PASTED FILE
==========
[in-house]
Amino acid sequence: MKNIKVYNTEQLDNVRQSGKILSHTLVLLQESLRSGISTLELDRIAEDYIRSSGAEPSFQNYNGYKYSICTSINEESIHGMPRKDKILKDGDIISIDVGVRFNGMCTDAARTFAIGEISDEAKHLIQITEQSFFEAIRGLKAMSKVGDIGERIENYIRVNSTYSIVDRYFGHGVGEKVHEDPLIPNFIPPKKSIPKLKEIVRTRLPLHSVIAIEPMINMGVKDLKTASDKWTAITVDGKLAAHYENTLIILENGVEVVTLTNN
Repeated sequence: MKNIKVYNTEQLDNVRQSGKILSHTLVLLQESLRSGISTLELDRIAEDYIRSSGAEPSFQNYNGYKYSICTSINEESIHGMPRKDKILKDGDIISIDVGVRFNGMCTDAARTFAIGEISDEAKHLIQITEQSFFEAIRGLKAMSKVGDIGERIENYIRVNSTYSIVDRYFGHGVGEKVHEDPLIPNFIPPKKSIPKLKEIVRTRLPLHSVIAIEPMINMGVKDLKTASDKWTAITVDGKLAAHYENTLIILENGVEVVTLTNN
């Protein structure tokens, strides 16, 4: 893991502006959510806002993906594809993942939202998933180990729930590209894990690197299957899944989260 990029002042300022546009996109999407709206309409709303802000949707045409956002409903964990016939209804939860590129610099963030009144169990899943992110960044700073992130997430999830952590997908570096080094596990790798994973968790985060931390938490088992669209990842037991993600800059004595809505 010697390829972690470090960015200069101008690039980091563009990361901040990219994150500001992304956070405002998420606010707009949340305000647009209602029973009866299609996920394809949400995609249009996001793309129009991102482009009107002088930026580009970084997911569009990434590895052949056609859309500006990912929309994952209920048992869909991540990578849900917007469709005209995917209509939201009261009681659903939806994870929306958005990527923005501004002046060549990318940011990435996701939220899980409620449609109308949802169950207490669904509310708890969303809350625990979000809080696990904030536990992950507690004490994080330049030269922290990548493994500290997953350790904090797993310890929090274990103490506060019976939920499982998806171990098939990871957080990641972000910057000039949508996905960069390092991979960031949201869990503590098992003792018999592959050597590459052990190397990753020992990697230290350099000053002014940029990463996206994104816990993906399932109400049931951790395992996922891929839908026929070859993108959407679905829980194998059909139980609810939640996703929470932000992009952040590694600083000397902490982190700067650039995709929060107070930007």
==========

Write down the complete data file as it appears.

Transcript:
[in-house]
Amino acid sequence: MKNIKVYNTEQLDNVRQSGKILSHTLVLLQESLRSGISTLELDRIAEDYIRSSGAEPSFQNYNGYKYSICTSINEESIHGMPRKDKILKDGDIISIDVGVRFNGMCTDAARTFAIGEISDEAKHLIQITEQSFFEAIRGLKAMSKVGDIGERIENYIRVNSTYSIVDRYFGHGVGEKVHEDPLIPNFIPPKKSIPKLKEIVRTRLPLHSVIAIEPMINMGVKDLKTASDKWTAITVDGKLAAHYENTLIILENGVEVVTLTNN
Repeated sequence: MKNIKVYNTEQLDNVRQSGKILSHTLVLLQESLRSGISTLELDRIAEDYIRSSGAEPSFQNYNGYKYSICTSINEESIHGMPRKDKILKDGDIISIDVGVRFNGMCTDAARTFAIGEISDEAKHLIQITEQSFFEAIRGLKAMSKVGDIGERIENYIRVNSTYSIVDRYFGHGVGEKVHEDPLIPNFIPPKKSIPKLKEIVRTRLPLHSVIAIEPMINMGVKDLKTASDKWTAITVDGKLAAHYENTLIILENGVEVVTLTNN
């Protein structure tokens, strides 16, 4: 893991502006959510806002993906594809993942939202998933180990729930590209894990690197299957899944989260 990029002042300022546009996109999407709206309409709303802000949707045409956002409903964990016939209804939860590129610099963030009144169990899943992110960044700073992130997430999830952590997908570096080094596990790798994973968790985060931390938490088992669209990842037991993600800059004595809505 010697390829972690470090960015200069101008690039980091563009990361901040990219994150500001992304956070405002998420606010707009949340305000647009209602029973009866299609996920394809949400995609249009996001793309129009991102482009009107002088930026580009970084997911569009990434590895052949056609859309500006990912929309994952209920048992869909991540990578849900917007469709005209995917209509939201009261009681659903939806994870929306958005990527923005501004002046060549990318940011990435996701939220899980409620449609109308949802169950207490669904509310708890969303809350625990979000809080696990904030536990992950507690004490994080330049030269922290990548493994500290997953350790904090797993310890929090274990103490506060019976939920499982998806171990098939990871957080990641972000910057000039949508996905960069390092991979960031949201869990503590098992003792018999592959050597590459052990190397990753020992990697230290350099000053002014940029990463996206994104816990993906399932109400049931951790395992996922891929839908026929070859993108959407679905829980194998059909139980609810939640996703929470932000992009952040590694600083000397902490982190700067650039995709929060107070930007």